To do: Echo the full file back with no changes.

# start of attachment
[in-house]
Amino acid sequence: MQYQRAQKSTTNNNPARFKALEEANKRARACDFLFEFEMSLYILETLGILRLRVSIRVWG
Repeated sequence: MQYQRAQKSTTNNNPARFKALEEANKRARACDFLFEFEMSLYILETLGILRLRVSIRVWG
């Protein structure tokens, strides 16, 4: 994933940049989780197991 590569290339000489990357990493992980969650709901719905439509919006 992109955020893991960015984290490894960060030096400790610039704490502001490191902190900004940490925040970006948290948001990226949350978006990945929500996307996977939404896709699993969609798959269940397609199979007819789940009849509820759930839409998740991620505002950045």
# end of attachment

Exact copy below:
[in-house]
Amino acid sequence: MQYQRAQKSTTNNNPARFKALEEANKRARACDFLFEFEMSLYILETLGILRLRVSIRVWG
Repeated sequence: MQYQRAQKSTTNNNPARFKALEEANKRARACDFLFEFEMSLYILETLGILRLRVSIRVWG
């Protein structure tokens, strides 16, 4: 994933940049989780197991 590569290339000489990357990493992980969650709901719905439509919006 992109955020893991960015984290490894960060030096400790610039704490502001490191902190900004940490925040970006948290948001990226949350978006990945929500996307996977939404896709699993969609798959269940397609199979007819789940009849509820759930839409998740991620505002950045």